A few comments about these “new” farming techniques of growing in green houses and vertical farming.
    1. A lot of infrastructure and energy is required to build and operate these types of farms. Water is still needed for arid areas, though not as much.
    2. What is the capital cost for all these structures that will be required for feeding the nearly 10 billion people in 2050? If the cost of such produce is beyond the means of people in third world countries, what good is it?
    3. The main problem is overpopulation, so how will these new agricultural techniques stop the world from this threat.
    4. Does the world have the resources to even sustain this type of agriculture, meaning the metal materials, natural gas (to make the plastic and fertilizer) and the oil needed for construction of the buildings (green houses) and to transport the food product? I don’t think so once we are 25 years past peak oil which is now.

    Bottom line is that cost and resource constraints will prohibit this being used in much of the world.

  5. GregT on Fri, 23rd Oct 2015 8:33 pm 

    I wonder where these farms will be built in most cities around the world, and how many thousands of stories high these ‘vertical gardens’ would need to be to support local populations?

  6. Davy on Fri, 23rd Oct 2015 8:39 pm 

    Like G-man says passive solar growing with precise watering is a niche that has a place. The low energy and low tech side of growing under cover described by G-man is a bullet in our prepper arsenal. It is not the silver bullet but it is one of a thousand bullets we will need in our battle with a declining food chain, rising populations, and declining primary energy of fossil fuels.

    Postmodern agriculture will be a hybrid affair. We have plenty of resources and technologies that will be salvageable. We are going to have to return to human and animal power but we can leverage those with technology and fossil fuel energy. We just need to do this in a realistic and efficient way. Our biggest problems today are high expectations that usually revolve around high tech and the quest for profit. We have to lower expectations and slow down. Localization, seasonal, and low energy demand foods are the future. Lifestyles that fit this type of food production is the other side of the coin.

    Will we have the opportunity to move in this direction is another issue. We will need a long emergency to have the kind of crisis motivation it will take to move back to the old ways. We need many more small farms. Family farms are ideal but we also need to think cooperatives with multiple families. We are going to be pushed back to the land too quickly for many to adapt as families. It is going to take several families in many cases to get a farm working. The challenges are huge. Personally my mind is boggled when I think of what is ahead for us. We have to try and we have to have a plan.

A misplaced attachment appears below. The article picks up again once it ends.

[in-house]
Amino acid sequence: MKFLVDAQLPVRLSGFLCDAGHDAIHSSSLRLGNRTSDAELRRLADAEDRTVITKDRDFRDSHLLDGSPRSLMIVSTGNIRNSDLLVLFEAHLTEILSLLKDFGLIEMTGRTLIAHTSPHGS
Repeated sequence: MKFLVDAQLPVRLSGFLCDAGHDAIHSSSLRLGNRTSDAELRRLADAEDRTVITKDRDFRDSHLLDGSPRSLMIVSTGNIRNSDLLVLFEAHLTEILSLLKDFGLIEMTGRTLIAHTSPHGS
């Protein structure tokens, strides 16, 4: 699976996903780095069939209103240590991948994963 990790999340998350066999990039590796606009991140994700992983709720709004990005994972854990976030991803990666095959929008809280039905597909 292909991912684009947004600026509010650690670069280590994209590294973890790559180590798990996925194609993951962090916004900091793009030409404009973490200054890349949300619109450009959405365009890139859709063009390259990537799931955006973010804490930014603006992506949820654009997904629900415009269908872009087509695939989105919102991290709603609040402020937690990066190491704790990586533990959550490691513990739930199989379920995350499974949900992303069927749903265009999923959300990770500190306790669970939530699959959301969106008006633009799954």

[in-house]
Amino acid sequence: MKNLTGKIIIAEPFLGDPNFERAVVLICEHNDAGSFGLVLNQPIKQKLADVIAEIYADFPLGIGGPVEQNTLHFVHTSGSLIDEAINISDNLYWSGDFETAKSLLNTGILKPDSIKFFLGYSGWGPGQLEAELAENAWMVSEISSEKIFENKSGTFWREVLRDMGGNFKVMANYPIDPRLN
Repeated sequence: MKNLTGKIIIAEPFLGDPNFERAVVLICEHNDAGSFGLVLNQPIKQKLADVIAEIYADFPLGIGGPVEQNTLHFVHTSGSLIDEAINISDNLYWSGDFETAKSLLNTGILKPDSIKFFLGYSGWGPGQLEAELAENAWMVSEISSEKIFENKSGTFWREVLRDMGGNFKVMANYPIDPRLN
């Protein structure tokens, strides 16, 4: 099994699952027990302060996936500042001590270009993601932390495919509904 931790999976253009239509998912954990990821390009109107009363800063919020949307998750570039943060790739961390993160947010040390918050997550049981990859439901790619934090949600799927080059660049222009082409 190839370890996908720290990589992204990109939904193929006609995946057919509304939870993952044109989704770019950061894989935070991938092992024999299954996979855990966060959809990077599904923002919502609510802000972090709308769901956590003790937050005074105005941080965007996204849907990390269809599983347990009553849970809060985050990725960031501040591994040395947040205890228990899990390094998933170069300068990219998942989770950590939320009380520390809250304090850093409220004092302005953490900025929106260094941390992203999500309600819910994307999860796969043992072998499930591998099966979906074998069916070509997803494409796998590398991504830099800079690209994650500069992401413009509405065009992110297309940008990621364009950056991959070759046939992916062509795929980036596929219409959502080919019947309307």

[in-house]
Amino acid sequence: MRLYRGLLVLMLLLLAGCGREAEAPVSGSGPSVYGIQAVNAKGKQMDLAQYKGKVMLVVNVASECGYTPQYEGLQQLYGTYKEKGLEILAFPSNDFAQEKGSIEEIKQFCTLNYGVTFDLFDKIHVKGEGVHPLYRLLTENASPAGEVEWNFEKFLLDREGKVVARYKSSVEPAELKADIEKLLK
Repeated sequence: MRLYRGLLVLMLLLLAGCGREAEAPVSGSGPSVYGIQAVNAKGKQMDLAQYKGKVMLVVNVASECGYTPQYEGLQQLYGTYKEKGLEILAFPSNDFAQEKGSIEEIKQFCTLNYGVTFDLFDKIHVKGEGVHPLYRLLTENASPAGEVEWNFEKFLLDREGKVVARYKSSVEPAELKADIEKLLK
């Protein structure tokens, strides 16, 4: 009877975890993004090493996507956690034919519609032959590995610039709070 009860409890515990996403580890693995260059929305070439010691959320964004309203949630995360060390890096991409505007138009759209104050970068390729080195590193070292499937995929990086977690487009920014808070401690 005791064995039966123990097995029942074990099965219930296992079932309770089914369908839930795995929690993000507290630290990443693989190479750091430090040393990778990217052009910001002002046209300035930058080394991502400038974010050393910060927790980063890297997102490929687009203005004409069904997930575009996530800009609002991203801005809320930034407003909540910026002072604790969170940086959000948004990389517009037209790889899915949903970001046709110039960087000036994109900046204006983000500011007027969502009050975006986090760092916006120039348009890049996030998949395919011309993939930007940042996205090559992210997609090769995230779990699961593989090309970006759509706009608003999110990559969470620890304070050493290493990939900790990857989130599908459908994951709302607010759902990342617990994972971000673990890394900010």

7. makati1 on Fri, 23rd Oct 2015 11:44 pm 

    GregT, it is simple. They will never be built. It is not profitable at prices the consumer can afford, nor are plastic greenhouses possible in many climates. Plastic decomposes under sunlight. Plastic cannot survive the kinds of weather common in most locations where they would be useful. Like I have said about other ‘ideas’: “If they were profitable they would already be common”.

    Besides, grain is what feeds the world, not a few veggies. Grain cannot be grown, like they propose, in the billions of tons needed each year to feed 7+ billion of us.

  8. Richard Ralph Roehl on Sat, 24th Oct 2015 12:22 am 

    Okay! Fine. We might develop technology to feed 9-10 billion baboonies in 2050. But how will we feed 20-25 billion in 2100?

    Almost 40 million people in California today. Imagine 150-200 million people living there in 2100!

    The article more or less ignores the number one issue facing humanity: the EXPONENTIAL growth of the human population on a fragile HOST ORGANISM of finite space and finite resources.

  9. apneaman on Sat, 24th Oct 2015 12:44 am 

    I am currently working on a scheme to vertically farm SPAM and other fine meat byproducts. Wish me Luck. I can envision a market for long-meat spam someday. I’d love to hear the TV jingle for that. Will they sell different flavors based on race or ethnicity I wonder? “Hey honey, lets have Indian food tonight” “Sure thing dear, I’ll get the can opener”

  10. GregT on Sat, 24th Oct 2015 12:50 am 

    “I am currently working on a scheme to vertically farm SPAM and other fine meat byproducts.”

    Soylent green could be the solution that turns other ‘fine meats’ into a sustainable food source for the rest of us. Hey honey, let’s have Japanese tonight!

  11. GregT on Sat, 24th Oct 2015 12:58 am 

    Hate to burst your bubble Apnea, but where do you believe that you will get cans from? I know, somebody always needs to ruin everything. Sorry dude.